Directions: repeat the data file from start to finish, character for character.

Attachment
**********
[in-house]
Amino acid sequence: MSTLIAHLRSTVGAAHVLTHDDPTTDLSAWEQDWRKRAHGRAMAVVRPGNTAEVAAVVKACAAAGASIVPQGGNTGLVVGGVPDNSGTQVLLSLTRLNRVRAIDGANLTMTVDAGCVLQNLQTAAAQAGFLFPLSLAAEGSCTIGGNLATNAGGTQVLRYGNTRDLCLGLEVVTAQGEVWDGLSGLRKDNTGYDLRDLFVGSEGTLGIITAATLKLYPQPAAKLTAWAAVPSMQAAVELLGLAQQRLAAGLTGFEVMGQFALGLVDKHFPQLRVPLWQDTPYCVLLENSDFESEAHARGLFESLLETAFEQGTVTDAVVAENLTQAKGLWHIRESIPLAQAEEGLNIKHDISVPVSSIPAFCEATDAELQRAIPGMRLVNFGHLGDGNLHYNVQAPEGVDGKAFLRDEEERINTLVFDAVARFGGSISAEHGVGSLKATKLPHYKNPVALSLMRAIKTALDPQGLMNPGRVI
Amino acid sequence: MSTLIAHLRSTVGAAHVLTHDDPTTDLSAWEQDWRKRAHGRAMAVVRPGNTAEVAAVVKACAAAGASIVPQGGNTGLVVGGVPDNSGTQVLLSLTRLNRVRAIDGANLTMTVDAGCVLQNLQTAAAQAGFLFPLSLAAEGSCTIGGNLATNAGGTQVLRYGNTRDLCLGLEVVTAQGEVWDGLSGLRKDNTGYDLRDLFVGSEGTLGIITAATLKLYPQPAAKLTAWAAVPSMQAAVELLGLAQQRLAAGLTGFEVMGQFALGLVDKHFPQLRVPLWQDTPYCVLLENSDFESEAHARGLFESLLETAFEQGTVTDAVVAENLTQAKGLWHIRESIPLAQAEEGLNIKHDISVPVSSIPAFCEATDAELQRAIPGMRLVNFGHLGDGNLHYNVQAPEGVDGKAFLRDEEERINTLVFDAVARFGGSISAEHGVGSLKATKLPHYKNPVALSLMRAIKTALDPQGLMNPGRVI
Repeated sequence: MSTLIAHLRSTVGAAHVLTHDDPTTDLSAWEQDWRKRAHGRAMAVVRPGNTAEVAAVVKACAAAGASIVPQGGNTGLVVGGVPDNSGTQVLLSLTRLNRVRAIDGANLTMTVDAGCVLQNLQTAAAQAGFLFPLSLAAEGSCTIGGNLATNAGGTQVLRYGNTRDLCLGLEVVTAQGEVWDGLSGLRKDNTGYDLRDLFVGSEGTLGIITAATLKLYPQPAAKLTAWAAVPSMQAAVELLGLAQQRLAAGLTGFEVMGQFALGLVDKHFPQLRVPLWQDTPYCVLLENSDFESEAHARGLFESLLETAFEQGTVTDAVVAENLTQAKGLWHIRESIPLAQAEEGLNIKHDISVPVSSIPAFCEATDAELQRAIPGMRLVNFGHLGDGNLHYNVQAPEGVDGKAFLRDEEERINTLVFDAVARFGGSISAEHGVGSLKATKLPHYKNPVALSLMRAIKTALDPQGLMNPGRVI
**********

[in-house]
Amino acid sequence: MSTLIAHLRSTVGAAHVLTHDDPTTDLSAWEQDWRKRAHGRAMAVVRPGNTAEVAAVVKACAAAGASIVPQGGNTGLVVGGVPDNSGTQVLLSLTRLNRVRAIDGANLTMTVDAGCVLQNLQTAAAQAGFLFPLSLAAEGSCTIGGNLATNAGGTQVLRYGNTRDLCLGLEVVTAQGEVWDGLSGLRKDNTGYDLRDLFVGSEGTLGIITAATLKLYPQPAAKLTAWAAVPSMQAAVELLGLAQQRLAAGLTGFEVMGQFALGLVDKHFPQLRVPLWQDTPYCVLLENSDFESEAHARGLFESLLETAFEQGTVTDAVVAENLTQAKGLWHIRESIPLAQAEEGLNIKHDISVPVSSIPAFCEATDAELQRAIPGMRLVNFGHLGDGNLHYNVQAPEGVDGKAFLRDEEERINTLVFDAVARFGGSISAEHGVGSLKATKLPHYKNPVALSLMRAIKTALDPQGLMNPGRVI
Amino acid sequence: MSTLIAHLRSTVGAAHVLTHDDPTTDLSAWEQDWRKRAHGRAMAVVRPGNTAEVAAVVKACAAAGASIVPQGGNTGLVVGGVPDNSGTQVLLSLTRLNRVRAIDGANLTMTVDAGCVLQNLQTAAAQAGFLFPLSLAAEGSCTIGGNLATNAGGTQVLRYGNTRDLCLGLEVVTAQGEVWDGLSGLRKDNTGYDLRDLFVGSEGTLGIITAATLKLYPQPAAKLTAWAAVPSMQAAVELLGLAQQRLAAGLTGFEVMGQFALGLVDKHFPQLRVPLWQDTPYCVLLENSDFESEAHARGLFESLLETAFEQGTVTDAVVAENLTQAKGLWHIRESIPLAQAEEGLNIKHDISVPVSSIPAFCEATDAELQRAIPGMRLVNFGHLGDGNLHYNVQAPEGVDGKAFLRDEEERINTLVFDAVARFGGSISAEHGVGSLKATKLPHYKNPVALSLMRAIKTALDPQGLMNPGRVI
Repeated sequence: MSTLIAHLRSTVGAAHVLTHDDPTTDLSAWEQDWRKRAHGRAMAVVRPGNTAEVAAVVKACAAAGASIVPQGGNTGLVVGGVPDNSGTQVLLSLTRLNRVRAIDGANLTMTVDAGCVLQNLQTAAAQAGFLFPLSLAAEGSCTIGGNLATNAGGTQVLRYGNTRDLCLGLEVVTAQGEVWDGLSGLRKDNTGYDLRDLFVGSEGTLGIITAATLKLYPQPAAKLTAWAAVPSMQAAVELLGLAQQRLAAGLTGFEVMGQFALGLVDKHFPQLRVPLWQDTPYCVLLENSDFESEAHARGLFESLLETAFEQGTVTDAVVAENLTQAKGLWHIRESIPLAQAEEGLNIKHDISVPVSSIPAFCEATDAELQRAIPGMRLVNFGHLGDGNLHYNVQAPEGVDGKAFLRDEEERINTLVFDAVARFGGSISAEHGVGSLKATKLPHYKNPVALSLMRAIKTALDPQGLMNPGRVI